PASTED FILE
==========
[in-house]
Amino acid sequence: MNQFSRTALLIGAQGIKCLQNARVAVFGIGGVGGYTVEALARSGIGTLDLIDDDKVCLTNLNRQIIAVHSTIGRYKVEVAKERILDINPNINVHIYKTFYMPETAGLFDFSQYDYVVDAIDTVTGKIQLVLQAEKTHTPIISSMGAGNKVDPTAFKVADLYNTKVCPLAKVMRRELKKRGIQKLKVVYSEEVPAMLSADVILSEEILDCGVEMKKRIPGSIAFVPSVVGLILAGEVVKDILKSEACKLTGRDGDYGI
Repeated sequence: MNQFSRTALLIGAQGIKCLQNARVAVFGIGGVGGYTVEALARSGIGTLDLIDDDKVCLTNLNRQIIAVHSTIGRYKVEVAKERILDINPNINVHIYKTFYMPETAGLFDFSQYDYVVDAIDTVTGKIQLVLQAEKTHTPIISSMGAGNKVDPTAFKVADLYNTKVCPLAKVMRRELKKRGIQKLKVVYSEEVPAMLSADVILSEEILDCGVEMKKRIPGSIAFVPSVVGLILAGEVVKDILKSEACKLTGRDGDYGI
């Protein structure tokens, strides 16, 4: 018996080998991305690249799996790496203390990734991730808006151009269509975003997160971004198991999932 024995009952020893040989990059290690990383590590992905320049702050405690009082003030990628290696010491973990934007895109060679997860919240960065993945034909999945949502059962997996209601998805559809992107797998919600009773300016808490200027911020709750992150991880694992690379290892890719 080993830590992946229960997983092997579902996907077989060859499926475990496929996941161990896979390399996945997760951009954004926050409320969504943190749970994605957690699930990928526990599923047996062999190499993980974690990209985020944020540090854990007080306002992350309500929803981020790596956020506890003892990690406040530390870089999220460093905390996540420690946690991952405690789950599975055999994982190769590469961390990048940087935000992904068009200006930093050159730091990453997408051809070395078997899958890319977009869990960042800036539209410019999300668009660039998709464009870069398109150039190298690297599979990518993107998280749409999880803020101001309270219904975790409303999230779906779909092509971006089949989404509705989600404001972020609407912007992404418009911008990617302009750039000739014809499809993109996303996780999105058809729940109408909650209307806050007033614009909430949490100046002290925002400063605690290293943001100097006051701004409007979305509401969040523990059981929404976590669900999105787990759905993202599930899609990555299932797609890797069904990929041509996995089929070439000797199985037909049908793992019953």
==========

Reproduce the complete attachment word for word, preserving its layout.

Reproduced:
[in-house]
Amino acid sequence: MNQFSRTALLIGAQGIKCLQNARVAVFGIGGVGGYTVEALARSGIGTLDLIDDDKVCLTNLNRQIIAVHSTIGRYKVEVAKERILDINPNINVHIYKTFYMPETAGLFDFSQYDYVVDAIDTVTGKIQLVLQAEKTHTPIISSMGAGNKVDPTAFKVADLYNTKVCPLAKVMRRELKKRGIQKLKVVYSEEVPAMLSADVILSEEILDCGVEMKKRIPGSIAFVPSVVGLILAGEVVKDILKSEACKLTGRDGDYGI
Repeated sequence: MNQFSRTALLIGAQGIKCLQNARVAVFGIGGVGGYTVEALARSGIGTLDLIDDDKVCLTNLNRQIIAVHSTIGRYKVEVAKERILDINPNINVHIYKTFYMPETAGLFDFSQYDYVVDAIDTVTGKIQLVLQAEKTHTPIISSMGAGNKVDPTAFKVADLYNTKVCPLAKVMRRELKKRGIQKLKVVYSEEVPAMLSADVILSEEILDCGVEMKKRIPGSIAFVPSVVGLILAGEVVKDILKSEACKLTGRDGDYGI
């Protein structure tokens, strides 16, 4: 018996080998991305690249799996790496203390990734991730808006151009269509975003997160971004198991999932 024995009952020893040989990059290690990383590590992905320049702050405690009082003030990628290696010491973990934007895109060679997860919240960065993945034909999945949502059962997996209601998805559809992107797998919600009773300016808490200027911020709750992150991880694992690379290892890719 080993830590992946229960997983092997579902996907077989060859499926475990496929996941161990896979390399996945997760951009954004926050409320969504943190749970994605957690699930990928526990599923047996062999190499993980974690990209985020944020540090854990007080306002992350309500929803981020790596956020506890003892990690406040530390870089999220460093905390996540420690946690991952405690789950599975055999994982190769590469961390990048940087935000992904068009200006930093050159730091990453997408051809070395078997899958890319977009869990960042800036539209410019999300668009660039998709464009870069398109150039190298690297599979990518993107998280749409999880803020101001309270219904975790409303999230779906779909092509971006089949989404509705989600404001972020609407912007992404418009911008990617302009750039000739014809499809993109996303996780999105058809729940109408909650209307806050007033614009909430949490100046002290925002400063605690290293943001100097006051701004409007979305509401969040523990059981929404976590669900999105787990759905993202599930899609990555299932797609890797069904990929041509996995089929070439000797199985037909049908793992019953």